Now lets have a look at the different possibilities we have for running time consuming operations in AX7. To test them we create a simple form like this :

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How to work with files in AX 7 Part 2 – Browse and download files stored in DB, attach files to the new Document Management

Let’s have a look at the ways for browsing and displaying the files using the new web interface of Dynamics 365. I will give you a couple of different options to send the files to the user, and later mention about the new document management in Dynamics 365 and a way to preview the files you have stored inside a form.

We create a simple form to display the stored file data in a grid, using the table from our previous blog as datasource. We add two buttons to our form, one to download the stored file (or view it using browser plugins), another button to attach the file as a file attachment to the record itself.

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How to work with files in AX 7 Part 1 – upload, download, read and store files in DB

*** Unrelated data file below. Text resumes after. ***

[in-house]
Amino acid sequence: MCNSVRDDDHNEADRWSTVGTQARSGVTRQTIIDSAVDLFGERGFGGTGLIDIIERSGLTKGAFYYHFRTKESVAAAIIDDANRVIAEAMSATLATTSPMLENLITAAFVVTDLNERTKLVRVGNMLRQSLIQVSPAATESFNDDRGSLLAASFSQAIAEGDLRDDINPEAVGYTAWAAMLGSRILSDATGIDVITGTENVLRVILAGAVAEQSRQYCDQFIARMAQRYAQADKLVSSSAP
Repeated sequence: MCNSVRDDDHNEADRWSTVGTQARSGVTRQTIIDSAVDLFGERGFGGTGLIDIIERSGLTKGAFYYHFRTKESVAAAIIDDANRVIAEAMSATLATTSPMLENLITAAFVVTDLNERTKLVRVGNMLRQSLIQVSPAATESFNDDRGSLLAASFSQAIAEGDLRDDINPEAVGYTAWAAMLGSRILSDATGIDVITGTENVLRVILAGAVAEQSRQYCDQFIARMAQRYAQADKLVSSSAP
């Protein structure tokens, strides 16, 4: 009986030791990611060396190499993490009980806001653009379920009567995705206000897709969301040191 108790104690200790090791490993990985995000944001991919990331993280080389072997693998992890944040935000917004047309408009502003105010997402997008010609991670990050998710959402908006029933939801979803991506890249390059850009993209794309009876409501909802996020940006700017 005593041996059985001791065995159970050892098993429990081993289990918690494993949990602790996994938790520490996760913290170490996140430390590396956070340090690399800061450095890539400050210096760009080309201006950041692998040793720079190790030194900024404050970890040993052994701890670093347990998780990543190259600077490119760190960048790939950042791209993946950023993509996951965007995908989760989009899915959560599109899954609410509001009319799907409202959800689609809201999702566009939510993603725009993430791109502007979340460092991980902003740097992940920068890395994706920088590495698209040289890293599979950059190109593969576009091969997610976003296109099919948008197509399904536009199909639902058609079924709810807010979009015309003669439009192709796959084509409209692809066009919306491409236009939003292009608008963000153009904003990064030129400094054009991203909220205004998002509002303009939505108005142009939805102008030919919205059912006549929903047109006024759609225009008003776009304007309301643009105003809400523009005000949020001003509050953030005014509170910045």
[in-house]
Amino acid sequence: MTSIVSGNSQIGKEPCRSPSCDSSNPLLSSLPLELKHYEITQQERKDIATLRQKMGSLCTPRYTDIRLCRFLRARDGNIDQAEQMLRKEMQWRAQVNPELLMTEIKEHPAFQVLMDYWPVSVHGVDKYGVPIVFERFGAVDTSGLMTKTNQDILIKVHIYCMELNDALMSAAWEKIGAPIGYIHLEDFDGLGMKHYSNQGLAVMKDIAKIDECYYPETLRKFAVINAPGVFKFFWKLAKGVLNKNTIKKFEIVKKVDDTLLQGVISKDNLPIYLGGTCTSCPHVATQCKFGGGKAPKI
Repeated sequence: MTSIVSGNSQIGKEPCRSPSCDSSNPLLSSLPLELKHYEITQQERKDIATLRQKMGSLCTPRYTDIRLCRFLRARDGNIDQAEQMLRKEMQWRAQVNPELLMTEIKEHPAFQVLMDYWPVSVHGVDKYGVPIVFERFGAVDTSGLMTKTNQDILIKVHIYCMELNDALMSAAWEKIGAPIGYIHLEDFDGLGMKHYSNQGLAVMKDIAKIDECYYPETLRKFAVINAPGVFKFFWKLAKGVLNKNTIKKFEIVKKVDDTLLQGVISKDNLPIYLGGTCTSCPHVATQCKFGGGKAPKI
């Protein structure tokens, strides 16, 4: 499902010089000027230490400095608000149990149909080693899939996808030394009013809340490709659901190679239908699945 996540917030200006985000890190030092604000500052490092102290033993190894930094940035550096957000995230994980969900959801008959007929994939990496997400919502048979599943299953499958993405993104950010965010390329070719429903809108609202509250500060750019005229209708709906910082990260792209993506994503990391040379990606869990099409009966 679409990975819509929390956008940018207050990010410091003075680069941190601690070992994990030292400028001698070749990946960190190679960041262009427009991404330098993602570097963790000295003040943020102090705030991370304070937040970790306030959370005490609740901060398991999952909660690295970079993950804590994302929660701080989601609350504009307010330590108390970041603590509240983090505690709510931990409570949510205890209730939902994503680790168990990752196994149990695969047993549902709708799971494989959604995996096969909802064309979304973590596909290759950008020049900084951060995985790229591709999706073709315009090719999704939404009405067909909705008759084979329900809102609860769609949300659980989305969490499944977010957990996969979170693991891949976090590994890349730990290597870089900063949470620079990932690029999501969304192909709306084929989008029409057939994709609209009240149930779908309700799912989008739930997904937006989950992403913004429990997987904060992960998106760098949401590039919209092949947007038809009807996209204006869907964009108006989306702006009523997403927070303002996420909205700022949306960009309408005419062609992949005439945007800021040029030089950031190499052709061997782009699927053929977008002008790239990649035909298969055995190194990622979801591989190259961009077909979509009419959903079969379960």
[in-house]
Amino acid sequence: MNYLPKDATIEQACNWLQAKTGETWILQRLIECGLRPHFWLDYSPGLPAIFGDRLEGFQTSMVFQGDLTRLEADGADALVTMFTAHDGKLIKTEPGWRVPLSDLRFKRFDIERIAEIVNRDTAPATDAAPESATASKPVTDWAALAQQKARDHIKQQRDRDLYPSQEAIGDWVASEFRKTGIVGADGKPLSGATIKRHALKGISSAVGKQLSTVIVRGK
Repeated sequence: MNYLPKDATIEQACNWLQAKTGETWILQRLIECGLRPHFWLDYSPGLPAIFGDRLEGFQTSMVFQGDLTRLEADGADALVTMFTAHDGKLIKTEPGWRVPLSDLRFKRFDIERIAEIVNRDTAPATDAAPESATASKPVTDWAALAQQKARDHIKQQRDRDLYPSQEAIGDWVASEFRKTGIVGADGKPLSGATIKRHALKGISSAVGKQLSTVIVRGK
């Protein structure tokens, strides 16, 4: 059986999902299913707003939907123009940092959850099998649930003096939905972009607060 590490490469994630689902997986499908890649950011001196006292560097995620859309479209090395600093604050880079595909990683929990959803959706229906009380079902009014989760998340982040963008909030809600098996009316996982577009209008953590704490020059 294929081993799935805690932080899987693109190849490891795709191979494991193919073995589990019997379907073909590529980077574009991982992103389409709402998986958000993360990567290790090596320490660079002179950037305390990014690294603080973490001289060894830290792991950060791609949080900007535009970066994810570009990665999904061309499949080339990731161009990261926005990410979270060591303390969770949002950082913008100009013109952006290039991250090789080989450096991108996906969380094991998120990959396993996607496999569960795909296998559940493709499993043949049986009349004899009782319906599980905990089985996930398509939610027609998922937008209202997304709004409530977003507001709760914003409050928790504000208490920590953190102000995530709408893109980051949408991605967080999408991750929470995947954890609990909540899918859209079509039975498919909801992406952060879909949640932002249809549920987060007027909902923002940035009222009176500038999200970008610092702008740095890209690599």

Ability to work with local files and folders in the new cloud based AX7 (which we used to do with WinAPI class methods) is now depreciated. Instead, we have some new options for working with files on the cloud environment like Azure BLOB storage, temporary storage and Sharepoint. Since the new interface is web based, we have ability to upload files into various new storage options and download those using urls, instead of direct interaction with disks, files and folders.

Now let’s have a look at those new file upload methods starting from a single application which we upload a file to temporary storage and after upload finishes, display its file path and download it back.

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How to draw on a Dynamics AX form window control using .NET drawing functions

Dynamics AX has a standard window control which you can display images or draw simple figures and bitmaps using WinGDI class of the Dynamics AX. Those class methods use standard low level Windows GDI drawing functions and do not support many of the features came with today’s .NET drawing libraries including alpha blending and some 2D and 3D drawing libraries. What if you would like to use all .NET features on AX window control instead of sticking with simple WinGDI class functions?